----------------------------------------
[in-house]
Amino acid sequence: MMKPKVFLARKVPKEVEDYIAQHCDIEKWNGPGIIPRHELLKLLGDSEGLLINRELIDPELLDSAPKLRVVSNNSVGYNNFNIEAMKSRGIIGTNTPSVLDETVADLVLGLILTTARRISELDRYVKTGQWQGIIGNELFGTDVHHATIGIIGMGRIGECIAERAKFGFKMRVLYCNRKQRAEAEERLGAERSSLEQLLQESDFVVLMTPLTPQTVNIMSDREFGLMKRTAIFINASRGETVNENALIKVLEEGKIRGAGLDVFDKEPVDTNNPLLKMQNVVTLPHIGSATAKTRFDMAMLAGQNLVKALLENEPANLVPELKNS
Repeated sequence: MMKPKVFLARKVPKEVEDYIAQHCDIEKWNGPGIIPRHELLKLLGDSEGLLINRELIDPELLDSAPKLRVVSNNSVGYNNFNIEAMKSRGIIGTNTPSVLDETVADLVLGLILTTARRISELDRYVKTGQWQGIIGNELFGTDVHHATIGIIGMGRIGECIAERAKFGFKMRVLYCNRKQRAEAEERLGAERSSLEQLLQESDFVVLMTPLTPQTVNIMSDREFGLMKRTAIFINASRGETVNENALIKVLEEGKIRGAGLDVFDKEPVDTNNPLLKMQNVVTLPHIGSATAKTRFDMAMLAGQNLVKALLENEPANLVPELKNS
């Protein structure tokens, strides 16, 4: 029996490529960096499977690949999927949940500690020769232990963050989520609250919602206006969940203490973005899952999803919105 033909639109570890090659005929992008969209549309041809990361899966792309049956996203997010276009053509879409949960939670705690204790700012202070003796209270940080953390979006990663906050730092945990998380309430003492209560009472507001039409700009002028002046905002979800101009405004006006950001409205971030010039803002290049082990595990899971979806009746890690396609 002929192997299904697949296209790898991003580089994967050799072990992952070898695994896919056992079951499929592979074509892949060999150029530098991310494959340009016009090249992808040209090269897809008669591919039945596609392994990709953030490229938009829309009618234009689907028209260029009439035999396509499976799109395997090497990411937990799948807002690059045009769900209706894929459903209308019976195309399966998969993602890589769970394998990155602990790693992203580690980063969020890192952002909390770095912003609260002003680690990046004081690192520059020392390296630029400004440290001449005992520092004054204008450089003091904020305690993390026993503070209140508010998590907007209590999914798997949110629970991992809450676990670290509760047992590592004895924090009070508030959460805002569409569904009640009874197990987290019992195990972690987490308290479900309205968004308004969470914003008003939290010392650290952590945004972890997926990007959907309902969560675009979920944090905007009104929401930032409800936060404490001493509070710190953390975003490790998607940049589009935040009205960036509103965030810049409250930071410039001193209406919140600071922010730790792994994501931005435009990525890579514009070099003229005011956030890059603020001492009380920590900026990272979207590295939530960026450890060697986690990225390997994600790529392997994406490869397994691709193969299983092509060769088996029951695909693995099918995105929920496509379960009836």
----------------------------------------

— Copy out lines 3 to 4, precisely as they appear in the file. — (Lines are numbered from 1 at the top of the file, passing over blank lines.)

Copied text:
Repeated sequence: MMKPKVFLARKVPKEVEDYIAQHCDIEKWNGPGIIPRHELLKLLGDSEGLLINRELIDPELLDSAPKLRVVSNNSVGYNNFNIEAMKSRGIIGTNTPSVLDETVADLVLGLILTTARRISELDRYVKTGQWQGIIGNELFGTDVHHATIGIIGMGRIGECIAERAKFGFKMRVLYCNRKQRAEAEERLGAERSSLEQLLQESDFVVLMTPLTPQTVNIMSDREFGLMKRTAIFINASRGETVNENALIKVLEEGKIRGAGLDVFDKEPVDTNNPLLKMQNVVTLPHIGSATAKTRFDMAMLAGQNLVKALLENEPANLVPELKNS
């Protein structure tokens, strides 16, 4: 029996490529960096499977690949999927949940500690020769232990963050989520609250919602206006969940203490973005899952999803919105 033909639109570890090659005929992008969209549309041809990361899966792309049956996203997010276009053509879409949960939670705690204790700012202070003796209270940080953390979006990663906050730092945990998380309430003492209560009472507001039409700009002028002046905002979800101009405004006006950001409205971030010039803002290049082990595990899971979806009746890690396609 002929192997299904697949296209790898991003580089994967050799072990992952070898695994896919056992079951499929592979074509892949060999150029530098991310494959340009016009090249992808040209090269897809008669591919039945596609392994990709953030490229938009829309009618234009689907028209260029009439035999396509499976799109395997090497990411937990799948807002690059045009769900209706894929459903209308019976195309399966998969993602890589769970394998990155602990790693992203580690980063969020890192952002909390770095912003609260002003680690990046004081690192520059020392390296630029400004440290001449005992520092004054204008450089003091904020305690993390026993503070209140508010998590907007209590999914798997949110629970991992809450676990670290509760047992590592004895924090009070508030959460805002569409569904009640009874197990987290019992195990972690987490308290479900309205968004308004969470914003008003939290010392650290952590945004972890997926990007959907309902969560675009979920944090905007009104929401930032409800936060404490001493509070710190953390975003490790998607940049589009935040009205960036509103965030810049409250930071410039001193209406919140600071922010730790792994994501931005435009990525890579514009070099003229005011956030890059603020001492009380920590900026990272979207590295939530960026450890060697986690990225390997994600790529392997994406490869397994691709193969299983092509060769088996029951695909693995099918995105929920496509379960009836």